The long bank holiday weekend is in full swing and I’ve been enjoying some me time (I still am as I am writing this on Sunday). I successfully completed my IDONTMIND mental health run, but that I will talk about in another post, probably on Tuesday.
I’ve done alot of thinking on this holiday, and also plenty of writing. I’ve been getting stuff out of my head. One theme comes back time and again at the moment – my social wellbeing. Many groups of friends have a ring leader that sets the direction for those people. Sadly I was stuck in a situation where the ringleader (a former friend of 30+ years) became homophobic, judgmental and abusive towards me. It took a long time to realise the best thing for my social wellbeing was to cut this toxic person out of my life. It was one of the best decisions I’ve made in years.
Removing this toxicity from my life was not simple, but after two years it was definetly the right decision. My anxiety and stress levels dropped, I no longer feared being abused, belittled and put down all the time. The larger group of “friends” were also cut out, they were staunchly supportive of their leader and had become to act out against me with the same behaviour. It was difficult to do all this, but I have realised over time these people were no longer my friends. Its just a shame for I didn’t act sooner.
My social circle is significantly smaller now, and the pandemic had made it even trickier… I spend less time with friends but I am significantly more content with my social wellbeing. I will never let a friend treat me like that ever again.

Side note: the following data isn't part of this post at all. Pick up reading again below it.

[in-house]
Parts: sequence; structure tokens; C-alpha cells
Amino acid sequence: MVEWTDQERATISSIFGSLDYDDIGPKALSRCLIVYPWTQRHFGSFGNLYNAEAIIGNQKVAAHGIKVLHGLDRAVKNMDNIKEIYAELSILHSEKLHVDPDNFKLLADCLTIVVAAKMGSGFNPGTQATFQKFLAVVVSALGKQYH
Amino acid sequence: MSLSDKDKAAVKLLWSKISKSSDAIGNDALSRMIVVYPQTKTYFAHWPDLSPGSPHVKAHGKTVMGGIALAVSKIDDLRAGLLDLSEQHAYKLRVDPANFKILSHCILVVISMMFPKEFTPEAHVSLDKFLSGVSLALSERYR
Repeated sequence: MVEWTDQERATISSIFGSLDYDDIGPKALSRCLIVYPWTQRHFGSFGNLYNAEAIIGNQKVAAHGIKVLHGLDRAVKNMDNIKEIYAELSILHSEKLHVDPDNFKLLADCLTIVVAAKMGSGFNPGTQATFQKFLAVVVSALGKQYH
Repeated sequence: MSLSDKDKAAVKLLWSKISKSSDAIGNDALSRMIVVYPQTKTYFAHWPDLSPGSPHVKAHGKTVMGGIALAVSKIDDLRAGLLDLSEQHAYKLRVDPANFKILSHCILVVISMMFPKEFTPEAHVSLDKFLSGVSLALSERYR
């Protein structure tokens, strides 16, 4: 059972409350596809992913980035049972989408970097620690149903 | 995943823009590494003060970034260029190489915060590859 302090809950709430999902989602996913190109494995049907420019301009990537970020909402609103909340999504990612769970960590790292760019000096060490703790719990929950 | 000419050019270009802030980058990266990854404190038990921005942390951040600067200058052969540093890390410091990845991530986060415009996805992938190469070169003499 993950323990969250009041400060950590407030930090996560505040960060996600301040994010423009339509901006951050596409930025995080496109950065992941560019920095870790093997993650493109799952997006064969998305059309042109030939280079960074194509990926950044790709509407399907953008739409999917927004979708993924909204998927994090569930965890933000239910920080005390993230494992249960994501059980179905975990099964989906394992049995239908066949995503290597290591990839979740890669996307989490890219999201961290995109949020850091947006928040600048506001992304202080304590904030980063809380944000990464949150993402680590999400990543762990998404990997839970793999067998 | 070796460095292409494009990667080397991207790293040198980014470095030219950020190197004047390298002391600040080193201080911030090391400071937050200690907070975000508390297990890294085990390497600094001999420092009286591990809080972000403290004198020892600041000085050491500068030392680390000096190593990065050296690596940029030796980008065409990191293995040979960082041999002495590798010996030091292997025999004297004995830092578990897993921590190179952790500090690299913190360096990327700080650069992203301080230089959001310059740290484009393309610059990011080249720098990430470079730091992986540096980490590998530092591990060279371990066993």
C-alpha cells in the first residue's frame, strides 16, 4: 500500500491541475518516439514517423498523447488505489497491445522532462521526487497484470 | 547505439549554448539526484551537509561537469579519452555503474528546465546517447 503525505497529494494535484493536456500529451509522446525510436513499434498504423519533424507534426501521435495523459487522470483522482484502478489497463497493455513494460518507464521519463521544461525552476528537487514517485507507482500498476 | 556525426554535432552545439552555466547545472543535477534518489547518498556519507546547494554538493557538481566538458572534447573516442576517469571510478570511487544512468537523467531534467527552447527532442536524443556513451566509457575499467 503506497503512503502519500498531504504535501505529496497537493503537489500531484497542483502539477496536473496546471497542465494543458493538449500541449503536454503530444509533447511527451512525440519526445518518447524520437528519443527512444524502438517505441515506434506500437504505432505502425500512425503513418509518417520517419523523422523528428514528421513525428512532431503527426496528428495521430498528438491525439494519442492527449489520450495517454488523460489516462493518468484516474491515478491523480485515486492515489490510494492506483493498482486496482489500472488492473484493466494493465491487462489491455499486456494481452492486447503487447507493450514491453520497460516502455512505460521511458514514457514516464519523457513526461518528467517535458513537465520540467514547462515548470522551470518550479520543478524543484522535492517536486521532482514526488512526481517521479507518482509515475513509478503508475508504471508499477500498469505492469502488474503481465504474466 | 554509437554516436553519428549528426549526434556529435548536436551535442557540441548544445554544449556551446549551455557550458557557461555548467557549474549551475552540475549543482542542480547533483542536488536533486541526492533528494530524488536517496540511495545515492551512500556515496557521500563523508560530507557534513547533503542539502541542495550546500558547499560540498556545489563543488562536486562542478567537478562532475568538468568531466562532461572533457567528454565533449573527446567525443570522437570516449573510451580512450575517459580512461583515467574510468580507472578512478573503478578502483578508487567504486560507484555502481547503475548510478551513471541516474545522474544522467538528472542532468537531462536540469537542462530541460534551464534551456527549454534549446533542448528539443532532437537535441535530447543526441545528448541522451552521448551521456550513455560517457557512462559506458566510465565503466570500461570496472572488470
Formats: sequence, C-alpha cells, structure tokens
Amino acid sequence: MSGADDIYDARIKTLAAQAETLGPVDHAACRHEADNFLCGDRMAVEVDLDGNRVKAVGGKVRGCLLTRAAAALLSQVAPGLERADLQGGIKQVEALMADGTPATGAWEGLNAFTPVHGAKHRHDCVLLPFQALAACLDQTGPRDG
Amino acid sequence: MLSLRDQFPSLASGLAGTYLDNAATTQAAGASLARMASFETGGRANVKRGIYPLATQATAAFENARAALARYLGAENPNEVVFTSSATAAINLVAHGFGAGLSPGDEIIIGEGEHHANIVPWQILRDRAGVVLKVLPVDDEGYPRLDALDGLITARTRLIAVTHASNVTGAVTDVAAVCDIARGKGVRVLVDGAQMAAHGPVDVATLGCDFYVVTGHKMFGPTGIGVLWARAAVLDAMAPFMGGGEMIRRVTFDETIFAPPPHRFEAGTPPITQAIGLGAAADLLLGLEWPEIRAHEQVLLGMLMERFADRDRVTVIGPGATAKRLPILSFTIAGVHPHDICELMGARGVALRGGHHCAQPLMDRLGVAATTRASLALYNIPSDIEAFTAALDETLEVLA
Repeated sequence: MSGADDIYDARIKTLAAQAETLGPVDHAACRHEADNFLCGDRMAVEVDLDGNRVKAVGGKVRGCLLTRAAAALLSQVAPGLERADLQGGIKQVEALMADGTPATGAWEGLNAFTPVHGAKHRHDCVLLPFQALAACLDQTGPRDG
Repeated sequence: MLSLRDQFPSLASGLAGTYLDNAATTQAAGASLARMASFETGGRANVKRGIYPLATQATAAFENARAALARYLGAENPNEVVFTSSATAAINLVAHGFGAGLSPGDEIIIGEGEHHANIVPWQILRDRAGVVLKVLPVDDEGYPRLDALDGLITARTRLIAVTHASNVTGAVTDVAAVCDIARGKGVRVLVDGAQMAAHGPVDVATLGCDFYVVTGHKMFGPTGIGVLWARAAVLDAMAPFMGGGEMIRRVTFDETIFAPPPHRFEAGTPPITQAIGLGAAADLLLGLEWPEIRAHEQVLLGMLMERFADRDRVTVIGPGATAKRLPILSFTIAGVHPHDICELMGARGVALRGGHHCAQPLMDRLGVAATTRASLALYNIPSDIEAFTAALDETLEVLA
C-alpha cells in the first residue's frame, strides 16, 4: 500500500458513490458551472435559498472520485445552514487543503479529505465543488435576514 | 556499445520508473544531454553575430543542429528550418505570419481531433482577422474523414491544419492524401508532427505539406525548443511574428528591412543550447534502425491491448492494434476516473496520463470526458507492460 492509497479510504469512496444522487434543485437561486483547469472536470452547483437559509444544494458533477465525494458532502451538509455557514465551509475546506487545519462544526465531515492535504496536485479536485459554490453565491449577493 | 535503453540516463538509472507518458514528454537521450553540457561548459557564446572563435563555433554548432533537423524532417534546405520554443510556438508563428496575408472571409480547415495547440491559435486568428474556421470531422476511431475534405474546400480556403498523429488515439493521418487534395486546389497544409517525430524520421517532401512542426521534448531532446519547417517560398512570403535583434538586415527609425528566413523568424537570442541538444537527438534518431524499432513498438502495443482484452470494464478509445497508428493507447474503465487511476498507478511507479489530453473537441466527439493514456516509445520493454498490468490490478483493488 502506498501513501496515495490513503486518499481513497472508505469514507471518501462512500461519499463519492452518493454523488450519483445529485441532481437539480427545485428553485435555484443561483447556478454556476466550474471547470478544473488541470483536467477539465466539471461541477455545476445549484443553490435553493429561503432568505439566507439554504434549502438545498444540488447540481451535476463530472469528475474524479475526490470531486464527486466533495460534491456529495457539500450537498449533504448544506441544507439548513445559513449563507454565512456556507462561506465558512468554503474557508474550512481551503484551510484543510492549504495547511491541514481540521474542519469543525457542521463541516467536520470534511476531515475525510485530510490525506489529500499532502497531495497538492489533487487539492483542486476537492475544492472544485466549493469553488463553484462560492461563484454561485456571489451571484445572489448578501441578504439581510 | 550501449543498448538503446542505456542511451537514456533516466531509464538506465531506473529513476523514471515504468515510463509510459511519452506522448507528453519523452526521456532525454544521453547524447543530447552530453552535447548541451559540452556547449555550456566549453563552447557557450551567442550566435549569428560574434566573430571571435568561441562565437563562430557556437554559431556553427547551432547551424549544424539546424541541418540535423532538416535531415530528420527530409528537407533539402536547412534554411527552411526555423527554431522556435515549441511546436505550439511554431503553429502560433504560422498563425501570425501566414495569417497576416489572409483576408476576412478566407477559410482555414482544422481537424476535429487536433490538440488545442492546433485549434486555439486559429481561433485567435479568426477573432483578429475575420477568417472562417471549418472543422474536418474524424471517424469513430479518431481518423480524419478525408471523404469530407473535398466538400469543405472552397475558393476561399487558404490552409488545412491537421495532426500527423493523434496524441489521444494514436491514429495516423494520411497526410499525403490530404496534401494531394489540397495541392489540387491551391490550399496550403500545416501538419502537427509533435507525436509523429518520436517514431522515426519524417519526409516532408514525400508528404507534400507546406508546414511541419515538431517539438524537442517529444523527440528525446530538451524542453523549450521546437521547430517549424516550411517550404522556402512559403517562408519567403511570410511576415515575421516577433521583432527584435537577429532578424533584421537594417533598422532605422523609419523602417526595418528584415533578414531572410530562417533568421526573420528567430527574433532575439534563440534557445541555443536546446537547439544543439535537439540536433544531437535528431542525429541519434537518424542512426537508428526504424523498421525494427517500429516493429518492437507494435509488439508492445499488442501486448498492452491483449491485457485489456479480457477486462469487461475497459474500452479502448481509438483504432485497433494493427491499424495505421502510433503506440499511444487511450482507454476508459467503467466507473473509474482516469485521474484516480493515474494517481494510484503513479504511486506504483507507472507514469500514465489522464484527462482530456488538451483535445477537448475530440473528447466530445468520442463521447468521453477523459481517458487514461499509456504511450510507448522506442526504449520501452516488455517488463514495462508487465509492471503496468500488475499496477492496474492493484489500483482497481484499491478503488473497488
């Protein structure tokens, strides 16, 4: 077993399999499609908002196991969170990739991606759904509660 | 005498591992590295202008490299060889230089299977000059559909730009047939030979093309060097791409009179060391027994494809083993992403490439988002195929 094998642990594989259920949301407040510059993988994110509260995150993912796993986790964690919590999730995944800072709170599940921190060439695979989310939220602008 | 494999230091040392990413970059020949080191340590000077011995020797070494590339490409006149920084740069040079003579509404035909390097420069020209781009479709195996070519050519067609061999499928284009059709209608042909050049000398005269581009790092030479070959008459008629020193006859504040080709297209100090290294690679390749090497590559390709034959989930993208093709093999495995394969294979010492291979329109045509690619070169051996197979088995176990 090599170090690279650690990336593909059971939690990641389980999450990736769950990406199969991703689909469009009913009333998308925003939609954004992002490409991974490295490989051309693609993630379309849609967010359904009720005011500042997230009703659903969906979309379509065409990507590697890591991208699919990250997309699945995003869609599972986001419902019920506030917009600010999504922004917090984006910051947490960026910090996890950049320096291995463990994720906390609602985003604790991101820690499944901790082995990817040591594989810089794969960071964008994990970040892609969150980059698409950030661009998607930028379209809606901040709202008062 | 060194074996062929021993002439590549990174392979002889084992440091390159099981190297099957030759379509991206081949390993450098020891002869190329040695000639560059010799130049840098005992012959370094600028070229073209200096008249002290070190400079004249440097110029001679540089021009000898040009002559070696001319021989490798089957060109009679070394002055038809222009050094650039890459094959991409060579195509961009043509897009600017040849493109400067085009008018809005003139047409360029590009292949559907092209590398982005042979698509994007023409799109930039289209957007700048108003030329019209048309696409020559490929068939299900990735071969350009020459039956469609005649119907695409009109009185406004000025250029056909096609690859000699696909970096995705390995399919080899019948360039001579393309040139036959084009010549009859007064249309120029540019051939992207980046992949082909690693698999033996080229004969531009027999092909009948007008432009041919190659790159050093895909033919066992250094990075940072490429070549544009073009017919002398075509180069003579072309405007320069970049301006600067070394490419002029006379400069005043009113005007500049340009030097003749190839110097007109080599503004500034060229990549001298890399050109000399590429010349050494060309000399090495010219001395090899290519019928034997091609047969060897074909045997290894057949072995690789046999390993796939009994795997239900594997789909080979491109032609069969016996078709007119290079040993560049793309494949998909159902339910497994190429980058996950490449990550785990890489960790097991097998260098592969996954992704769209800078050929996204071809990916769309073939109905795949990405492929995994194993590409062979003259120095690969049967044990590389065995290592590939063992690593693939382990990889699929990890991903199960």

I did get asked by some, but you used to be such good friends. That is true, we did. And when this individual first started acting up the legacy meant that I gave them once last chance. Thirty years of friendship, 28 of which were good does not excuse the behaviour I was shown. It was time to cut them loose.
I share this story to give insight into how difficult mental health around social wellbeing can be. Its a tricky subject but we do have to do what is best for us. I never sought to have the approval or validation from this person, but they chose to start thinking that is something I needed. I know my own worth and my value, I happen to know I am enough and do not need validation, especially from a homophobe.
Be who you want to be – you answer to yourself. Surround yourself with people who support your dreams and addo value to life.
Do it your way, never look back. You have got this… and so do I.
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